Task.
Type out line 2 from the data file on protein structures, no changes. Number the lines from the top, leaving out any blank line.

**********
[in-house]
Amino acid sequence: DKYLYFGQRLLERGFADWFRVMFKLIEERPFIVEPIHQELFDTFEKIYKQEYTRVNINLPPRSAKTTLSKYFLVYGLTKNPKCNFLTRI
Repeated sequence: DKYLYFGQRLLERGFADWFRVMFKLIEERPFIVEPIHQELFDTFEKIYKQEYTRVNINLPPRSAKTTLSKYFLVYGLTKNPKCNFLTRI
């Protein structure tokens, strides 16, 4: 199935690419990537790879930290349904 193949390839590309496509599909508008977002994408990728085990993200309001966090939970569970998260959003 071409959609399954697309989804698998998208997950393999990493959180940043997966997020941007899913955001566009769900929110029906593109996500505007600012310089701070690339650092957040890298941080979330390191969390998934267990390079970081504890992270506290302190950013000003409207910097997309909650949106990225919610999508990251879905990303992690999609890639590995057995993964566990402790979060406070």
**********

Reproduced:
Amino acid sequence: DKYLYFGQRLLERGFADWFRVMFKLIEERPFIVEPIHQELFDTFEKIYKQEYTRVNINLPPRSAKTTLSKYFLVYGLTKNPKCNFLTRI